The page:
At the United Nations Regional Meeting on the International Decade for People of African Descent today and tomorrow, the European Network Against Racism (ENAR) calls on European Union Member States to finally take action to combat Afrophobia – the specific racism people of African descent face – in their respective countries.

There are an estimated 15 million people of African descent and Black Europeans in Europe and they are particularly affected by racism and discrimination in employment, education, housing, and other areas. In the United Kingdom, applicants with an African sounding surname need to send twice as many job applications as those with a White British sounding name to get an interview. Black people are also particularly exposed to racist violence, as well as discriminatory policing and ethnic profiling. In Sweden, 17% of hate crimes targeted Black people in 2014 (1,075 in total). In Paris, France, people perceived as ‘Black’ were overall six times more likely to be stopped by police than White people.

In addition, 2017 has seen numerous cases of police violence against Black people. Rashan Charles died in July after being restrained by the police in the UK. In February, Theo Luhaka endured a violent arrest including sexual abuse at the hands of the police in France. In Germany, new evidence has emerged in the case of Oury Jalloh, a man who burned alive in custody in January 2005, contradicting police accounts that he set himself on fire in the police cell. For all of these cases the authorities placed the blame on the victims, who have still not seen justice.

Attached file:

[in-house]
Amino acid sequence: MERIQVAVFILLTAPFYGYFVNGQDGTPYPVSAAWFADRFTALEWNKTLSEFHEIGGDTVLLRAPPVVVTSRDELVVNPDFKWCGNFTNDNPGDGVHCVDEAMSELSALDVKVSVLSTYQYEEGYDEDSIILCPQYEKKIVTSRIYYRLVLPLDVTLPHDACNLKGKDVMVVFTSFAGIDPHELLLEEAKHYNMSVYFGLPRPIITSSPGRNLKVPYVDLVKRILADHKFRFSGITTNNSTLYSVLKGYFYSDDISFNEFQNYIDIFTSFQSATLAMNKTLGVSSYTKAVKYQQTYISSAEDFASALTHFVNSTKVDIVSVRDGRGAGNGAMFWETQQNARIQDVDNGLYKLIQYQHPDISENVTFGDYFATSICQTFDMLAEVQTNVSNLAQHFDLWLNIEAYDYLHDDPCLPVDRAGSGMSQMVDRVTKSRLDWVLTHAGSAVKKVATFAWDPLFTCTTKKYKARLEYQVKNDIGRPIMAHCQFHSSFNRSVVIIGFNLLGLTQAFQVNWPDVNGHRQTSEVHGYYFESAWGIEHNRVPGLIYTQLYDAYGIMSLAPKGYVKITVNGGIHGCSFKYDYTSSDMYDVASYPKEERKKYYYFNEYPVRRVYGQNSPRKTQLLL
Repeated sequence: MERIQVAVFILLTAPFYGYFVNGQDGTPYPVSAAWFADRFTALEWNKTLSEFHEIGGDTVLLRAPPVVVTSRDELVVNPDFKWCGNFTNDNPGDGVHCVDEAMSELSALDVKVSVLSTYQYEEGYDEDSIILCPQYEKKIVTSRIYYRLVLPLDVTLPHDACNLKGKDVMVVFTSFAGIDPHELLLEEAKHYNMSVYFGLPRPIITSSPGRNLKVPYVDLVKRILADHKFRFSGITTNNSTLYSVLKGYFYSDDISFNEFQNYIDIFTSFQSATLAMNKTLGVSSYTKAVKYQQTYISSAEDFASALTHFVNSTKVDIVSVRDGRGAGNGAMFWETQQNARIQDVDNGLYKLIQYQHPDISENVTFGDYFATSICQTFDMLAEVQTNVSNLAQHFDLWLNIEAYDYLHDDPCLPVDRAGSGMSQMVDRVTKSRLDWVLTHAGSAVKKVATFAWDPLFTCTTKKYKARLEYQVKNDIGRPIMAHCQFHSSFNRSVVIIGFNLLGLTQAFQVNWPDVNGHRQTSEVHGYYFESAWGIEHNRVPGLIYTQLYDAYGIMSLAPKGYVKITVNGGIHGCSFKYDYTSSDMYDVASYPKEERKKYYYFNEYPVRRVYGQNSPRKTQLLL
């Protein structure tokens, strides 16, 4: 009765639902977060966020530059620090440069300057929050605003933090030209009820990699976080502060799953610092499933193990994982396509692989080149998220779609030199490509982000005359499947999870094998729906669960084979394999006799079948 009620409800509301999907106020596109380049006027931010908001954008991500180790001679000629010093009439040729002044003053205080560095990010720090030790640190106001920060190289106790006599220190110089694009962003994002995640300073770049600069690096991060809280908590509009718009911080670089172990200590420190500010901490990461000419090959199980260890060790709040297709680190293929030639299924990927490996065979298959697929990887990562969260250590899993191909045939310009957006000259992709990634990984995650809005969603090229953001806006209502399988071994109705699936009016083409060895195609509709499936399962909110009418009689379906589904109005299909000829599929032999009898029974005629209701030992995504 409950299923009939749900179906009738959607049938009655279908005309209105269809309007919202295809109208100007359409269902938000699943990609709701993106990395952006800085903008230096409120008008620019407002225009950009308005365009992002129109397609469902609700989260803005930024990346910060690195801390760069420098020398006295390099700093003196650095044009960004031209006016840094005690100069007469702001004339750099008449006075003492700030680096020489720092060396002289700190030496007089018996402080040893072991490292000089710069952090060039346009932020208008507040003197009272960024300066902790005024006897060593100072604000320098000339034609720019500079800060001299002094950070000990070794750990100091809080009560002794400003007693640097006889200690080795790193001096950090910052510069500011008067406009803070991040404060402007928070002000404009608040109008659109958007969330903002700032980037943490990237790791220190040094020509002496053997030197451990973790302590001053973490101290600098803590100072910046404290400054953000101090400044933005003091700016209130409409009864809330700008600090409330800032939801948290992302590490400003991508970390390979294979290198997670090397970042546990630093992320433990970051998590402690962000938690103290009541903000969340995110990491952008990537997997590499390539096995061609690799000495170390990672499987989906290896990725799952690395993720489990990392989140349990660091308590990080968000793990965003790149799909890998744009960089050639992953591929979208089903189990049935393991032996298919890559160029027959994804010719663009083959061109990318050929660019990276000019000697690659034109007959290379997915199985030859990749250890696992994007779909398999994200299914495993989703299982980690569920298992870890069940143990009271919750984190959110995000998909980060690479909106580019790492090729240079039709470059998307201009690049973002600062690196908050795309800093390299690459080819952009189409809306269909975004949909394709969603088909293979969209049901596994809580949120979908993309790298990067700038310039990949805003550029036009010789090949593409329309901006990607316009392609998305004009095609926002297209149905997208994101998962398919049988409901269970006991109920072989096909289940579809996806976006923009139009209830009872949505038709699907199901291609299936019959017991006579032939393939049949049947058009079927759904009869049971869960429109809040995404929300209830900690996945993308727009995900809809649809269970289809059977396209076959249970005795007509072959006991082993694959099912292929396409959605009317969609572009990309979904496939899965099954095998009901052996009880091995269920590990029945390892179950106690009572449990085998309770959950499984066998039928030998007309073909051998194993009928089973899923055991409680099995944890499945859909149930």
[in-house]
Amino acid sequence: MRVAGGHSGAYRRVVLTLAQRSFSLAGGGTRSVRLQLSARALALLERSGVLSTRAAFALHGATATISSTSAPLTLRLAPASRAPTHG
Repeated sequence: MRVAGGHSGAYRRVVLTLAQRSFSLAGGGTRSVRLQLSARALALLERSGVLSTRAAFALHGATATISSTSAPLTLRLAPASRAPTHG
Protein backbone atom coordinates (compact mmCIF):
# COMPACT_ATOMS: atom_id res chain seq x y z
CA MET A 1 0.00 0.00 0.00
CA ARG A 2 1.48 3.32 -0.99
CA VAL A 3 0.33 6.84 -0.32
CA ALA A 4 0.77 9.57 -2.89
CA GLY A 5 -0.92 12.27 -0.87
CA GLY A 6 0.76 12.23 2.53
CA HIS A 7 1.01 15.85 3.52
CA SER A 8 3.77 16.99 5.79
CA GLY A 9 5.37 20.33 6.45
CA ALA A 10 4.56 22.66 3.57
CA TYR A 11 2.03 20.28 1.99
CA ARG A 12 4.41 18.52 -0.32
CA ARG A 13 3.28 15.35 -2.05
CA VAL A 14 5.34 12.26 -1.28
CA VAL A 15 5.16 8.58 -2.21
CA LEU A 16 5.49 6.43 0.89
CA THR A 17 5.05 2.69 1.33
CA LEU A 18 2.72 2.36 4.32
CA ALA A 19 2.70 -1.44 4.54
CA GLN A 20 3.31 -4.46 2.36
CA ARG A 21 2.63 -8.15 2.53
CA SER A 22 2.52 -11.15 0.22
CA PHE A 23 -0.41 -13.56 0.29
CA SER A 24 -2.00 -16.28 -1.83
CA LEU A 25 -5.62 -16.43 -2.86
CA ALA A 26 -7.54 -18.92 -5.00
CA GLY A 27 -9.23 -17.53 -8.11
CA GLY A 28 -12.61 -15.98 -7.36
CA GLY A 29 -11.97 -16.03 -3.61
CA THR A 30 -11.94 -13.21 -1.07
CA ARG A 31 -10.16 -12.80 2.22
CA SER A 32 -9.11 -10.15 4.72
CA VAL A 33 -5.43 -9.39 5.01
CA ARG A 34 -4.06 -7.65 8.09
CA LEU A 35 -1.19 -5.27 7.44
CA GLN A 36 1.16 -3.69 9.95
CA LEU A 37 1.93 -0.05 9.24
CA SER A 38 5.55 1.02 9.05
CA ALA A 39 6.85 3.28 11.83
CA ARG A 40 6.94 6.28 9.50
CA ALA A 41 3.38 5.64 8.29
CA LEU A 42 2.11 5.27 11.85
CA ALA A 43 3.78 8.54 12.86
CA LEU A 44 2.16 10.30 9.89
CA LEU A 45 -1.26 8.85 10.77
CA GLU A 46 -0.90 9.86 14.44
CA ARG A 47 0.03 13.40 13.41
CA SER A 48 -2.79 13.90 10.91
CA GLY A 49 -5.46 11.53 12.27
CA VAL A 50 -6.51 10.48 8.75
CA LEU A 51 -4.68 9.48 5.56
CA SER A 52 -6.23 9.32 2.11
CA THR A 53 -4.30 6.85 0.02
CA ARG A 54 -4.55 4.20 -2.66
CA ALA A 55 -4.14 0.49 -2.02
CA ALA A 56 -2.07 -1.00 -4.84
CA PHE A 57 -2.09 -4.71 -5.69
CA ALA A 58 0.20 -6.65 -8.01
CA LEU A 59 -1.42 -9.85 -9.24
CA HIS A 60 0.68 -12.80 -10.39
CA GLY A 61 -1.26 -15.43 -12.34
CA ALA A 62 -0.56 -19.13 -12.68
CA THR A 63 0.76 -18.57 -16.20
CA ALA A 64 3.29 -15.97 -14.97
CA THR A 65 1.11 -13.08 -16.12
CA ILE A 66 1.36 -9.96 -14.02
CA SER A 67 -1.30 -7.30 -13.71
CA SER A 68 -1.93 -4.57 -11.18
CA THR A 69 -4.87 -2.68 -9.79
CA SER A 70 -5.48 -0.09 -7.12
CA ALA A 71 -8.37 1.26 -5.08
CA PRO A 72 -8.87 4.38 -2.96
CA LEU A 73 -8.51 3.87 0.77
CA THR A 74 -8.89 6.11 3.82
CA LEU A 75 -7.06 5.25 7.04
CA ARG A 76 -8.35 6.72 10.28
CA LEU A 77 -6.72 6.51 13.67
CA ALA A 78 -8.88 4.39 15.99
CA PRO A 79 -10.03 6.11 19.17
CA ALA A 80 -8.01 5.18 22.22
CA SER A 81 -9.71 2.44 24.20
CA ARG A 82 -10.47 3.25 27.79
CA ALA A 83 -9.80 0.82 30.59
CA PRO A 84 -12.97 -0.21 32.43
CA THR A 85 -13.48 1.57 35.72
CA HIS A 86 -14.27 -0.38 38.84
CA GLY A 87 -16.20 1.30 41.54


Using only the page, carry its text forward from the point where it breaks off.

EU migration policies are also having consequences on people of African descent. The European Union agreement with Libya is for instance resulting in trapping migrants in asylum processing centres in Libya, despite knowledge of the ongoing enslavement and torture of Black people in Libya.

Despite these persistent levels of Afrophobia, European Union Member States are failing to recognise and address this specific form of racism. Three years since the launch of the Decade in 2015, only a handful of EU countries have taken measures to ensure full participation and equal rights for people of African descent or marked the Decade in any way.

ENAR is calling EU Member States to adopt national action plans against racism which include specific measures to combat Afrophobia. These should include effective policies to address racist violence and structural racism experienced by people of African descent in all areas of public life; as well as the collection of equality data on race and ethnicity based on self-identification.

ENAR Chair Amel Yacef said: “Given the scale of racism and discrimination faced by Black people in Europe, it is shocking that so little has been done so far to end this situation. As United Nations members, EU Member States have committed to ensuring Black people enjoy rights to equal treatment and non-discrimination. We are still waiting to see that commitment materialise into concrete action before the end of the Decade in 2024.”